Max86's picture

Metaphorical Thinking

I going to take a potentially crude course and point out that there seems to be a general pattern for our class posts. I see two types of questions, which generally follow a concrete routine. The first type is a sort of scientifically focused question that posits the subject of our discussion as a potential solution to a specific neurological disorder. The second type of question expresses itself as a sort of macro-metaphor for neurological activity that links societal patterns and group behavior to internal biology.

The first type of question seems firm and tenable. However, the second type comes up a bit in this class, and I wonder how credible or productive it is, especially since I'm apt to enjoy these sort of humanist reflections as a literature student. For example, Jlustik's meditation concerning the desire for social hierachries as a reflection of absent (or egalitarian) neurological order strikes me as just the sort of metaphoric appropriation of the material that I myself am inclined toward. 

My question now: How legitimate or conducive to insight are such meditations to the sciences? If you read a text like Heidegger's "Why Poets?" you read that verse has a purpose: Namely, to reach out into the abyss of an arbitrary and inherently meaningless existence and articulate something ineffable in such a way as to fortify onself against the "desolation of the world's night."

Now, this sort of language strikes me as profound and inspiring, but can applying it to neuron patterns really elicit greater insight into human behavior on a rigorous, scientific level? I suppose one answer is that it might inspire or drive a scientist to think differently about a given task or observation, but this is still subordinating metaphoric thought to scientific progress. The whole point of constructing metaphors is that there is no point - poetry and literature exist as their own referent. That is, they aren't designed to convey a definite meaning, but rather to exist as objects in their own right. I fear that my conceptual reception of microscopic activity is fundamentally non-productive to a scientific discourse; I fear it converts the content into an ineffable and mystic example of language as heroic impotence.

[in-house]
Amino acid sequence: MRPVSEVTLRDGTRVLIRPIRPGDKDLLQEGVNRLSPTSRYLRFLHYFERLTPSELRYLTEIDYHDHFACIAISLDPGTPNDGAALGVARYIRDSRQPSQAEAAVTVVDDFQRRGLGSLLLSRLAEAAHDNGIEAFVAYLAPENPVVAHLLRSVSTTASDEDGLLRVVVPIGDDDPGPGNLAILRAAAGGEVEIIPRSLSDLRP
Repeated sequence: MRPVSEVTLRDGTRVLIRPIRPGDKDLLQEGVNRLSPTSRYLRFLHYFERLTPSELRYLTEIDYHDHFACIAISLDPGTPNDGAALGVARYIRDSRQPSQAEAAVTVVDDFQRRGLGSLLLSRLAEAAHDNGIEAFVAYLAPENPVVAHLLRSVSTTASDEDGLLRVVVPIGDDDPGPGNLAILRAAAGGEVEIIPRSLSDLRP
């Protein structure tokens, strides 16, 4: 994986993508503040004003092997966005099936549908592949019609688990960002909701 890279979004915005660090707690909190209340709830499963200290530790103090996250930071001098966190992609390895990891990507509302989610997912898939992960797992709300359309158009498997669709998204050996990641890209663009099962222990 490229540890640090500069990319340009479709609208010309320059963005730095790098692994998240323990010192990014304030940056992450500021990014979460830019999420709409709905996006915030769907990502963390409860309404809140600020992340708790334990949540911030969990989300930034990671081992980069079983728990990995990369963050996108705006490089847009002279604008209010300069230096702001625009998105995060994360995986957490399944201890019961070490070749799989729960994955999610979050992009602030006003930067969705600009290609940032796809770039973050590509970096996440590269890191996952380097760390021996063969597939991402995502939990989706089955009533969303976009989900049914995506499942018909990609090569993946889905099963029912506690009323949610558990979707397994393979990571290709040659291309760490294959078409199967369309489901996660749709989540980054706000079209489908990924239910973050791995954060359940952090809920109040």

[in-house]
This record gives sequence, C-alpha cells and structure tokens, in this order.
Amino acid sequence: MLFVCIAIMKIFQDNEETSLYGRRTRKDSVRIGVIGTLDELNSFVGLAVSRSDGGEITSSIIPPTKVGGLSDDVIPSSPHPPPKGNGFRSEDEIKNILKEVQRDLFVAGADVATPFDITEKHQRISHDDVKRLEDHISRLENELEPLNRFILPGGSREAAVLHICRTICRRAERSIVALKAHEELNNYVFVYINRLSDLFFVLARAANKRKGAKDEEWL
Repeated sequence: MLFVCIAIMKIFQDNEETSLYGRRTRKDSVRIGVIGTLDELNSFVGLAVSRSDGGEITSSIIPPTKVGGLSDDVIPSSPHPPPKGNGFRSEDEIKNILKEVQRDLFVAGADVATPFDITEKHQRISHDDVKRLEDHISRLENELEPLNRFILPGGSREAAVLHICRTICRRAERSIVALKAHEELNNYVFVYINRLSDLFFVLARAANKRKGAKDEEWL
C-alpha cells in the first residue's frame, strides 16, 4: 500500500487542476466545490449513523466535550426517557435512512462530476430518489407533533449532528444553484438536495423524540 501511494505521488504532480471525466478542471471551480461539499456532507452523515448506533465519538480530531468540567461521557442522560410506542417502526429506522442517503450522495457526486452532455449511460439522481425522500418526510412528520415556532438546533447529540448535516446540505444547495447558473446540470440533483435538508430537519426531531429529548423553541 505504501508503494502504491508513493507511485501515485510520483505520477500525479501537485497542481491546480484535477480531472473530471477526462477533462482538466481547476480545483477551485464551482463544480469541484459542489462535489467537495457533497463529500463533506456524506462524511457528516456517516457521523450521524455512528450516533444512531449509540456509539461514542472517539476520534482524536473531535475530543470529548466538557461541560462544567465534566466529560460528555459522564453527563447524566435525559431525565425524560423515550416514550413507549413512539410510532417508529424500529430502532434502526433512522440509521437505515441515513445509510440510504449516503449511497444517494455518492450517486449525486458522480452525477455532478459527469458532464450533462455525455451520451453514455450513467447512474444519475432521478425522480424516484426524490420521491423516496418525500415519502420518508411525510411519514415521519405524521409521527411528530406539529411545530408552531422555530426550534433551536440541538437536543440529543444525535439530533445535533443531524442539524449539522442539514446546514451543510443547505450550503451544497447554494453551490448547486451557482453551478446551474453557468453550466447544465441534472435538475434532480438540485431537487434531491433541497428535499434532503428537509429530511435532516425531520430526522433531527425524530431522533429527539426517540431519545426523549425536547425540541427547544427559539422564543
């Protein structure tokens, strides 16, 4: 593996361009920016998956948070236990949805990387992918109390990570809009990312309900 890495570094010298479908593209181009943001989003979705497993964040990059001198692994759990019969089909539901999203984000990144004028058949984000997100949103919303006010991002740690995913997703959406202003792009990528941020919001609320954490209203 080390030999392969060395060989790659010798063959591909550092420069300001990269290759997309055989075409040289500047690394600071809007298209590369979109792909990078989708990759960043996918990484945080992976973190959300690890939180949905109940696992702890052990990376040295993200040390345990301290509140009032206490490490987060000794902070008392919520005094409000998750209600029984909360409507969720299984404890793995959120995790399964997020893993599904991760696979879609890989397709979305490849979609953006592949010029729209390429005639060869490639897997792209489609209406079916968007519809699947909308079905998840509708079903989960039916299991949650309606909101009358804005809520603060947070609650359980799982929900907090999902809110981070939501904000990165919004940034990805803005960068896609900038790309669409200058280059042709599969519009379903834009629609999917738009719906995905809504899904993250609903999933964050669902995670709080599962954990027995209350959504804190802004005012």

Anybody have a response to this? 

Paul Grobstein's picture

sciences/arts/humanities/the brain and relations among them

Maybe you're drawing too sharp a line between the sciences and the humanities/arts?   And perhaps underestimating, ironically(?), the activity of the humanities/arts?  

"The whole point of constructing metaphors is that there is no point" seems inconsistent with you describe as the "purpose" of verse (and other arts/humanities?):  "to reach out into the abyss of an arbitrary and inherently meaningless existence and articulate something ineffable in such a way as to fortify onself against the "desolation of the world's night.""  Perhaps the "point" of both sciences and humanities/arts is to explore possible meanings in an inherently meaningless universe and, by materializing them in some form, contribute to the ongoing evolution of possible forms of existence?

If so, then, as Ben suggests, one might find a continuing, valuable, and bidirectional interaction between sciences and arts/humanities.  Maybe the "conceptual reception of microscopic activity" is always potentiallly productive for scientific discourse?  And, conversely, the descriptions of "microscopic activity" may often contribute to possible new conceptions of meaning?  Always recognizing that neither has permanence?  And hence that language and other acts of communication among people are always incomplete? 

Maybe what you call "heroic impotence" is actually a feature of the human condition that provides the room and possibility of genuine and continuing self-definition and redefinition? If so, then, according to Emily Dickinson, that "herotic impotence" must be a feature of the brain?

For more along these lines, see

bpyenson's picture

Science, Humanities, and the Liberal Arts

Hey Dr. Grobstein and Max,

My main response is to Dr. Grobstein's interpretation of my response as arguing that there exists a true "bidirectional" relationship between the huamnities and sciences, and that in fact, they are disciplines with the same end goal in mind.  While this attitude is attractive, I do not believe it to be true, as the sciences maintain more intelligibility due to their strong operational applicability, which the humanities must often stretch to argue for their relevance, I think.